Families are to get a legal right to be consulted before patients are put on the "death pathway", it has been revealed.
Health Secretary Jeremy Hunt will today announce the new obligation on doctors as part of a raft of changes to the NHS constitution.
The move follows the emergence of cases where patients were placed on the Liverpool Care Pathway - which involves withdrawal of fluids and food - without relatives' knowledge.
Under the reforms, being put out for consultation today, health trusts that fail to involve patients and families in decisions could be sued while doctors who ignore their wishes face being struck off.
ITV News' Medical Correspondent Sue Saville reports:
Mr Hunt told the Daily Mail:
For the first time, the coalition's policy on single sex wards would be included in the constitution.
The document would pledge that those admitted to hospital "will not have to share sleeping accommodation with patients of the opposite sex".
Other planned changes include;
- A new right for patients to receive acknowledgement, an explanation and apology where mistakes have been made.
- A commitment that complaints will be acknowledged within three working days, and tougher rules on handling them.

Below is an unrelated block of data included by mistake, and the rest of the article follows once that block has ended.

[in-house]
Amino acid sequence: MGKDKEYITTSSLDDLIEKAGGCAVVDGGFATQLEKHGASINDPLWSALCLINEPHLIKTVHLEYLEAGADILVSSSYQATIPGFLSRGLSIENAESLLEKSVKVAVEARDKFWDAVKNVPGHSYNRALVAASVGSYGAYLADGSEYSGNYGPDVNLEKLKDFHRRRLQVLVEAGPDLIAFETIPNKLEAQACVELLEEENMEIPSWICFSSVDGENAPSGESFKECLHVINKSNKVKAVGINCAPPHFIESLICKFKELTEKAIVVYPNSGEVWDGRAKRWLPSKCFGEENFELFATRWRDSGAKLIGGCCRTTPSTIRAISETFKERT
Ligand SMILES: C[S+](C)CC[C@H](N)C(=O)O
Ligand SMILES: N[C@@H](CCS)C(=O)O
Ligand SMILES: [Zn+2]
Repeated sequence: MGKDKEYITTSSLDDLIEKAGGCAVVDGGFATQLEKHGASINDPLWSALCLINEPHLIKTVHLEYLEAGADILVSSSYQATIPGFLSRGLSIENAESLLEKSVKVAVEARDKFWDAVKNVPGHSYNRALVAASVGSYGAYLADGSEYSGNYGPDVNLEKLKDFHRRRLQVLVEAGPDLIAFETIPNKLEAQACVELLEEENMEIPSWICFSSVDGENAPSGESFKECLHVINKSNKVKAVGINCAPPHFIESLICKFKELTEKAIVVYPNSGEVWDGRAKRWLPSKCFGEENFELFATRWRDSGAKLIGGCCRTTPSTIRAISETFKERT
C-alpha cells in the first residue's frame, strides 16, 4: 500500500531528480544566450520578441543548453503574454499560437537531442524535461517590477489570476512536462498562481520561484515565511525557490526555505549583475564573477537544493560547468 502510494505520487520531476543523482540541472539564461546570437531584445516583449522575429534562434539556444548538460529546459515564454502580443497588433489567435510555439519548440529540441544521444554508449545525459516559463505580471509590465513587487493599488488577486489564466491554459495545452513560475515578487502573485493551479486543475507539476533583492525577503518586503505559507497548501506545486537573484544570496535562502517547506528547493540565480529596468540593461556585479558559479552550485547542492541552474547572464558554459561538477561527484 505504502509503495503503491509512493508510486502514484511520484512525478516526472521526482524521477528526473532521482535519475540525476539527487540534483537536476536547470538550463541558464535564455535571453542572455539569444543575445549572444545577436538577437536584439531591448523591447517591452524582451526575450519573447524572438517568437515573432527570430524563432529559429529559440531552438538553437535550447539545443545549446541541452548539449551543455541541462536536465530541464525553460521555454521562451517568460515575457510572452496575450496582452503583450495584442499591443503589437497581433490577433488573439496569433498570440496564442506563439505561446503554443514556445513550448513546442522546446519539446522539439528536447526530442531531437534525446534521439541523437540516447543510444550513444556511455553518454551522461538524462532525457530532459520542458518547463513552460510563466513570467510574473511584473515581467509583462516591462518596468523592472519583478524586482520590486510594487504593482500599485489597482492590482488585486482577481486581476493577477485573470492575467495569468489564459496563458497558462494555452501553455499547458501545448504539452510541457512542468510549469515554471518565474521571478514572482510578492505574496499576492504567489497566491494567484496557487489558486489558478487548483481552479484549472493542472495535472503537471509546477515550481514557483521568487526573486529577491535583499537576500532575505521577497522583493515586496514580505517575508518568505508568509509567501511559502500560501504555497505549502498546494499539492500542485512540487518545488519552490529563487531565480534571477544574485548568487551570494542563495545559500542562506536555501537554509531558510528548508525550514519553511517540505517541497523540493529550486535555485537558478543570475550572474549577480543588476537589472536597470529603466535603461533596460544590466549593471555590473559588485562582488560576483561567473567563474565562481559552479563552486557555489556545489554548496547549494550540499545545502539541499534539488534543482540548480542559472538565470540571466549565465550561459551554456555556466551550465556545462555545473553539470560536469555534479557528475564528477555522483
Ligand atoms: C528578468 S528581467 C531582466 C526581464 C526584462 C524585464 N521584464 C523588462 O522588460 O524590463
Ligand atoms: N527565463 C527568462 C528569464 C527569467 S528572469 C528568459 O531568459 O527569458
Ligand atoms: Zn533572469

- A warning that abusive and violent patients could be denied access to NHS services, if it is "safe" to do so.
A Department of Health source added:
Health Minister Norman Lamb said the Government was determined to protect the founding principles of the health service.
Marie Curie Cancer Care welcomed the proposed new legal right for patients to be consulted on end-of-life care decisions.
But the charity said the Government should go further and called for the next independent national audit of the Liverpool Care Pathway to be brought forward.
Imelda Redmond, director of policy and public affairs at Marie Curie, said:
What is the Liverpool Care Pathway?
- The Liverpool Care Pathway (LCP) is a scheme that is intended to improve the quality of care in the final hours or days of a patient’s life, and to ensure a peaceful and comfortable death.
- It aims to guide doctors, nurses and other health workers looking after someone who is dying on issues such as the appropriate time to remove tubes providing food and fluid, or when to stop medication.
- However, its use for some has become controversial, with relatives reportedly claiming it has been used without consent, and some saying it is used inappropriately.